Tree of Hope
SIDS and stillbirth may claim tiny lives, but it is no small matter. The Tree of Hope is a tribute to the thousands of babies who have died, representing our loss and our love in a way that nothing else can. As envisioned by the original artist and sculptor Sandy Werfel, the Tree of Hope features leaves in burnished copper for girls and brass for boys as well as a carved walnut trunk. Large foundation stones support the Tree of Hope at the base, and blossoms of life and wings of peace are interspersed among the leaves.
Beginning August 2017, the Tree of Hope will be transformed into a rendition that will make it mobile! The leaves, plaques, blossoms and wings will be sewn onto a cloth banner with the trunk, branches and foundation stones beautifully sewn into the banner itself. Our hope is to have the beautiful tree travel to conferences, hospitals, shows and events around the country for all to see. The new Tree of Hope will be unveiled at our national conference in August 2017.
We invite you to join us in honoring the memories of our babies by helping to grow the Tree of Hope today! Individual leaves are offered in recognition of a $200 contribution and benefactor recognition is available at the following levels: Foundation Stone ($1,500), Blossom of Life ($5,000) and Wings of Peace ($10,000).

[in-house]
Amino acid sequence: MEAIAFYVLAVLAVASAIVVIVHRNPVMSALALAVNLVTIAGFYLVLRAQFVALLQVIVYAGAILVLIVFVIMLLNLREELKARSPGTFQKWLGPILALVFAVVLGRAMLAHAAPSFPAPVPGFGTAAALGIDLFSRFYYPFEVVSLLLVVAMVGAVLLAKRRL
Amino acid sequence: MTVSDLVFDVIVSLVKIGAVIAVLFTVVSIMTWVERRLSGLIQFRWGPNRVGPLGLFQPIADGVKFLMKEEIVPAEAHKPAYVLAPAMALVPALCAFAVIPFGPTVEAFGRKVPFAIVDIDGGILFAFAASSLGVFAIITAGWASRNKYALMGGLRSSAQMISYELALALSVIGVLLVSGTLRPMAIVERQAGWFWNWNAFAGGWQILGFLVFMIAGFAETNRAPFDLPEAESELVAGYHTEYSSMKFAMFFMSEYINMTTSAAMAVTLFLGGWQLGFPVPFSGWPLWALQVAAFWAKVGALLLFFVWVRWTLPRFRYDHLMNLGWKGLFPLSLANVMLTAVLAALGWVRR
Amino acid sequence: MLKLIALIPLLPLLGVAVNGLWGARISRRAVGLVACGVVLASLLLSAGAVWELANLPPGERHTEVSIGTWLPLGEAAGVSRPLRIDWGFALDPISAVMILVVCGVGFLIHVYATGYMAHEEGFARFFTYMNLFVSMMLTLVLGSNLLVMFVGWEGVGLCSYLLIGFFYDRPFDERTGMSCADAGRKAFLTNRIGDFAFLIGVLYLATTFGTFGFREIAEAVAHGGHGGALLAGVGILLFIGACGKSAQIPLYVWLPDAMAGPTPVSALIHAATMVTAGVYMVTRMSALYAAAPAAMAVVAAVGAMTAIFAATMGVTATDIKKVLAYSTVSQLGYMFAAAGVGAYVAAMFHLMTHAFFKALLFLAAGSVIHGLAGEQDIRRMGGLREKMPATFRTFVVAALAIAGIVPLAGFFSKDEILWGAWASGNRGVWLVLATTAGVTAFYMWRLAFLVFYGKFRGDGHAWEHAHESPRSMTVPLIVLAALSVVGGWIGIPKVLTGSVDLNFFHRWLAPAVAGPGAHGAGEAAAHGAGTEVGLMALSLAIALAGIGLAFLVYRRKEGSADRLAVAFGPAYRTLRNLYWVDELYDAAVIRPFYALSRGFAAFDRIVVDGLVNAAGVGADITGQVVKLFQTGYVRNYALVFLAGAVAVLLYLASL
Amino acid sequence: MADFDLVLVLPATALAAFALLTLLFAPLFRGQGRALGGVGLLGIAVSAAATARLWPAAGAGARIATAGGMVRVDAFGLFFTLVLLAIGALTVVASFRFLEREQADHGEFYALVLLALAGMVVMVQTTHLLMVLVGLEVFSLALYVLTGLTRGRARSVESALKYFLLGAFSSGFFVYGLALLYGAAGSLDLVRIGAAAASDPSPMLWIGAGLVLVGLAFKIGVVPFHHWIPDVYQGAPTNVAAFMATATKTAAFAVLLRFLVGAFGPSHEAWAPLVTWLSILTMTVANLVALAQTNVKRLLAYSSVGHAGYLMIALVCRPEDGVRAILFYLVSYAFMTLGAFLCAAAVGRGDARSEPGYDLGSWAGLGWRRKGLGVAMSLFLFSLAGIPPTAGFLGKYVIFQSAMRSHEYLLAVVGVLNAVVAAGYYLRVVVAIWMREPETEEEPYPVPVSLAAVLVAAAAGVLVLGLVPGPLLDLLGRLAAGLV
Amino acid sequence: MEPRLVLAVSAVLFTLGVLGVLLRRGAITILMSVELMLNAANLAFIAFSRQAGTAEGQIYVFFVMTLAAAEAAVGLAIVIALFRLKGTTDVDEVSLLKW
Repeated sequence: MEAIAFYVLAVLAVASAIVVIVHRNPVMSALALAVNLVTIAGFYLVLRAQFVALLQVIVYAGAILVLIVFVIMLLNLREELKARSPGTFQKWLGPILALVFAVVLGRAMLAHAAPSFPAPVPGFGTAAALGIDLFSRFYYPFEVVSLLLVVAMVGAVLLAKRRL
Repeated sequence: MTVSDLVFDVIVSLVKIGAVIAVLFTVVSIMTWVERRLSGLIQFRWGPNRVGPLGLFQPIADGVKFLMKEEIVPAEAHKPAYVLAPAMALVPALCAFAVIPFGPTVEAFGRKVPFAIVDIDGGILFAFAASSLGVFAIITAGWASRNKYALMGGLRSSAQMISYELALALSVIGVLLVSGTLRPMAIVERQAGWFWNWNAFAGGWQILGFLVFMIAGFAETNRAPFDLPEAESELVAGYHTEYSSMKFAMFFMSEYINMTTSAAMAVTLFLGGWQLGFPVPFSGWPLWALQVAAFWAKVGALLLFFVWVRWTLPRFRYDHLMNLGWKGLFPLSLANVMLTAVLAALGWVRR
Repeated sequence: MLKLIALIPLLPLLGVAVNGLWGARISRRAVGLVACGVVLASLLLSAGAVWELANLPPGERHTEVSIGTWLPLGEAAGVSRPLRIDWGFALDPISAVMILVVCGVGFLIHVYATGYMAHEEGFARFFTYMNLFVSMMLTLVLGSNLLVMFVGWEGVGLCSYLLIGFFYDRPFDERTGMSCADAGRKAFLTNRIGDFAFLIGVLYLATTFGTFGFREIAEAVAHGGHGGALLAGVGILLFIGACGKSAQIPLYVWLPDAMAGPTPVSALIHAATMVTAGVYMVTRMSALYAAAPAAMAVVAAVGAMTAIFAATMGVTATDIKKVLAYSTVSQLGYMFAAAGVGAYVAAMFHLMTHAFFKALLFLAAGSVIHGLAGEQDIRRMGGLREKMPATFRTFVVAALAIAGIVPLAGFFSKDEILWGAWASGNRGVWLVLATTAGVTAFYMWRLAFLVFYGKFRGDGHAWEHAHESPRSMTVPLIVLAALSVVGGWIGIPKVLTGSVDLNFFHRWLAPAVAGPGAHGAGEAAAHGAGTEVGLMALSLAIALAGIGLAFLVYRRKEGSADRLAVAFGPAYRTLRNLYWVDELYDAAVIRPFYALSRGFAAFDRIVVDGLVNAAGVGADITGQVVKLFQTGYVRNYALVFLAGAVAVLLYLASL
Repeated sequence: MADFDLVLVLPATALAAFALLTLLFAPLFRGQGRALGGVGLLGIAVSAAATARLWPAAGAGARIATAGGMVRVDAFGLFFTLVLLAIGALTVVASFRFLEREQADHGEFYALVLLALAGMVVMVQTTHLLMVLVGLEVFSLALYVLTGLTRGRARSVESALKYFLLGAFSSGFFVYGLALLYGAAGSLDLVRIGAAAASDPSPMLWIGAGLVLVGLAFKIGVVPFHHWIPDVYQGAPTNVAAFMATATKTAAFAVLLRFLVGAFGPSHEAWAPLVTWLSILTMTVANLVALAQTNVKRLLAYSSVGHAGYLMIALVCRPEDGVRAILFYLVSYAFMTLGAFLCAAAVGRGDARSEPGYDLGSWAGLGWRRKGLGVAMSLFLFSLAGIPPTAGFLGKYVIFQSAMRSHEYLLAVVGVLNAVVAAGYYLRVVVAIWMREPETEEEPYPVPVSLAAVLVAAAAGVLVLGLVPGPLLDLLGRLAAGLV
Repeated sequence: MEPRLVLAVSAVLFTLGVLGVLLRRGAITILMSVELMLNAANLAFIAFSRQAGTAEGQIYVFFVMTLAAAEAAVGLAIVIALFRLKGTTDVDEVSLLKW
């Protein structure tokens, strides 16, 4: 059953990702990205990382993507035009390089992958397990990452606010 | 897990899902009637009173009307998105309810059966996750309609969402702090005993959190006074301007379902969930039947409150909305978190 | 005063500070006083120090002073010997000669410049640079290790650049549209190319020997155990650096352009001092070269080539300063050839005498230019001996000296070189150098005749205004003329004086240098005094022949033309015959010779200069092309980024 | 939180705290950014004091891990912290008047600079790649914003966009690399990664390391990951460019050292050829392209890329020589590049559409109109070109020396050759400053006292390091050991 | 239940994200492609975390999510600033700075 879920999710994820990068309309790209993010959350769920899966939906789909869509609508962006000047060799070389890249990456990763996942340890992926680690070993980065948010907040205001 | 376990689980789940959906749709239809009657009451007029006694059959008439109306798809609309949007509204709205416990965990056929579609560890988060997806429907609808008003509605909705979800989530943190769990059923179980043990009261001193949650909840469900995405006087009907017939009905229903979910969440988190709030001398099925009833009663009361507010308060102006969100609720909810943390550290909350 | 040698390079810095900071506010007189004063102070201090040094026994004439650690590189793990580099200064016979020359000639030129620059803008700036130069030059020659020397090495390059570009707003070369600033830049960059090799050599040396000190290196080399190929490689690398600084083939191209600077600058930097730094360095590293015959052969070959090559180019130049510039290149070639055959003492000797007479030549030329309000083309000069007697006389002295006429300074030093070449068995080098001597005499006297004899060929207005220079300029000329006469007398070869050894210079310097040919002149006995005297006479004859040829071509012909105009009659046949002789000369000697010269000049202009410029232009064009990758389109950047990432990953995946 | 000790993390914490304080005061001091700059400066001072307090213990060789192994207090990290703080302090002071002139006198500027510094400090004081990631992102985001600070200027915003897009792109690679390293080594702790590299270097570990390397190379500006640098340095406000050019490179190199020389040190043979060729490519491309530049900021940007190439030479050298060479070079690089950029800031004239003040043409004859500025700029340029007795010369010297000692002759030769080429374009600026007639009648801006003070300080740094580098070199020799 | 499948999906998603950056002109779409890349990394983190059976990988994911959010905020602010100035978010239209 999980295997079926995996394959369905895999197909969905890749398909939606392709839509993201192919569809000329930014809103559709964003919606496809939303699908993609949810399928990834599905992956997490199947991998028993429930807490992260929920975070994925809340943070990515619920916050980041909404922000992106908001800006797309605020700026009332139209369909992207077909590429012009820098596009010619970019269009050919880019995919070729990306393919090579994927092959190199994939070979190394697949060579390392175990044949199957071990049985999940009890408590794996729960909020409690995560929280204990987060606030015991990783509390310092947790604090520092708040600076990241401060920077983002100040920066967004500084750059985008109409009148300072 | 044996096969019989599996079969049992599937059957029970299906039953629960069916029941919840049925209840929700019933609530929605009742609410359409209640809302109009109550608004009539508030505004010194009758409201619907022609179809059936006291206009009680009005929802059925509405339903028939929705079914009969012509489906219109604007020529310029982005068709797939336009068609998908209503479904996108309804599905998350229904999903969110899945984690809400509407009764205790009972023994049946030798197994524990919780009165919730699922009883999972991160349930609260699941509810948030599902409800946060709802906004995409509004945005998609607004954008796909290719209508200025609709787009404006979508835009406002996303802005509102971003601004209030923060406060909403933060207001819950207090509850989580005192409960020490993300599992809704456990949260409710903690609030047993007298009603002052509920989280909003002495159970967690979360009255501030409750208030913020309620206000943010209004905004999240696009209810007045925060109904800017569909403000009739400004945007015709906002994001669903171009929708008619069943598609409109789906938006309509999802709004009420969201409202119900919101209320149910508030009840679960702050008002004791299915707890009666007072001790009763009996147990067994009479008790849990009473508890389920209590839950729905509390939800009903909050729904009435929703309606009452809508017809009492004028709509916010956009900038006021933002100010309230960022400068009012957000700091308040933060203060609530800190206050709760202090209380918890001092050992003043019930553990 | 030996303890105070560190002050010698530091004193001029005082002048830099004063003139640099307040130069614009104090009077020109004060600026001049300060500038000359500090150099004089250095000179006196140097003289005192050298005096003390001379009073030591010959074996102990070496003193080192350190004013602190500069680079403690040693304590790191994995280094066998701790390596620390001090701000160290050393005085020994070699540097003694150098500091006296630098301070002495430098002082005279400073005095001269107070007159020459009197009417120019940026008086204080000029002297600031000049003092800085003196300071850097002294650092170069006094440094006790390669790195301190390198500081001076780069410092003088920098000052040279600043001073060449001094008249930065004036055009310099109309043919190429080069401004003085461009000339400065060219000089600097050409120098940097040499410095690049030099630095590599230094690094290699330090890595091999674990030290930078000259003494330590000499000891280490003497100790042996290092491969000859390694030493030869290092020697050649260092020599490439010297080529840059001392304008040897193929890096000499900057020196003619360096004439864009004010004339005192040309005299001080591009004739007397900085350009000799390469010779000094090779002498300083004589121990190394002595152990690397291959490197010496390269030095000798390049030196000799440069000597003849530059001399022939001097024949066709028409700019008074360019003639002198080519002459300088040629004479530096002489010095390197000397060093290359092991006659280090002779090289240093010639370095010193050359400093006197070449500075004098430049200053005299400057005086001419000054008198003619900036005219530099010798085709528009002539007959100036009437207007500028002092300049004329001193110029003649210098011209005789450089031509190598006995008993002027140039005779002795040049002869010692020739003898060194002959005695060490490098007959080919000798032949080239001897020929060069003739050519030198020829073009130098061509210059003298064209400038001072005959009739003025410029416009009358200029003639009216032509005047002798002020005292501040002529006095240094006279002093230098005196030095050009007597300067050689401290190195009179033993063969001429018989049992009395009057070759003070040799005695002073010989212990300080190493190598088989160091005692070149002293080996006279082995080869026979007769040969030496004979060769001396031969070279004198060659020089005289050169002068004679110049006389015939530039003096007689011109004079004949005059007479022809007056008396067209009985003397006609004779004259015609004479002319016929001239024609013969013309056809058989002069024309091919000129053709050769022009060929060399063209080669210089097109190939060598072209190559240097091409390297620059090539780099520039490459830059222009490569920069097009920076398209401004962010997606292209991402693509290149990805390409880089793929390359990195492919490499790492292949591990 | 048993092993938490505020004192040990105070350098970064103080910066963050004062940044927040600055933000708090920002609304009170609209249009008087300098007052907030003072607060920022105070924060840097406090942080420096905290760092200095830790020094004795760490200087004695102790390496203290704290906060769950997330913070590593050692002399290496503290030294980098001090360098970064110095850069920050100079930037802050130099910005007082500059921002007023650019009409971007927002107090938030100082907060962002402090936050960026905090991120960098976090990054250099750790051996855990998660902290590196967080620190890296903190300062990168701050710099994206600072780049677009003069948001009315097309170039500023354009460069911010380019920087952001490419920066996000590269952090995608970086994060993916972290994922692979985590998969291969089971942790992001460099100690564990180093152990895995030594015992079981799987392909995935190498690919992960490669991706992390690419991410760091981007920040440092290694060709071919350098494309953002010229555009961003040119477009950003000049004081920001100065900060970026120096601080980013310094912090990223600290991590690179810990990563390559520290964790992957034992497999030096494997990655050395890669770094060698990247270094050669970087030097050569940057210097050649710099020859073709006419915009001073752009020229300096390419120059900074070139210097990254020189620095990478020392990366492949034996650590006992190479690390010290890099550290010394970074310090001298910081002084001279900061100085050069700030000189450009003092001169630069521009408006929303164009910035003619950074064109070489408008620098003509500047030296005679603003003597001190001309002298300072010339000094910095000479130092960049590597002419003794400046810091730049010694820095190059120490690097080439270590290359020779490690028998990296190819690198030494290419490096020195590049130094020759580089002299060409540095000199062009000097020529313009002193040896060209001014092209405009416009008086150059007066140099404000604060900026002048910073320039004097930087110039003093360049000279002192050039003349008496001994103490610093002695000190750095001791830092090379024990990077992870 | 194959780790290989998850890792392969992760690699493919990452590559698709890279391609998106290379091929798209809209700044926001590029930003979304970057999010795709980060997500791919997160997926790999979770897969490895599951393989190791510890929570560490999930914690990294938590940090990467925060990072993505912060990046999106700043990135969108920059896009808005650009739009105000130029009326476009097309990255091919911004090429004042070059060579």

For more information or to order, please email firstname.lastname@example.org.
History of the Monument
At the national conference in Pittsburgh in November 1993, First Candle announced its plan to build a Tree of Hope as a lasting memorial to the young victims of SIDS. With the expansion of our mission in 2001, any baby lost suddenly and unexpectedly can be memorialized as well.
The first public viewing of the Tree of Hope took place on June 23, 1996, at the opening day of the Fourth SIDS International Conference held in our nation’s capital. In the presence of parent representatives from across the United States and more than thirty nations from around the world, First Candle dedicated over 300 leaves and 12 foundation stones as engraved reminders of the lives interrupted too soon.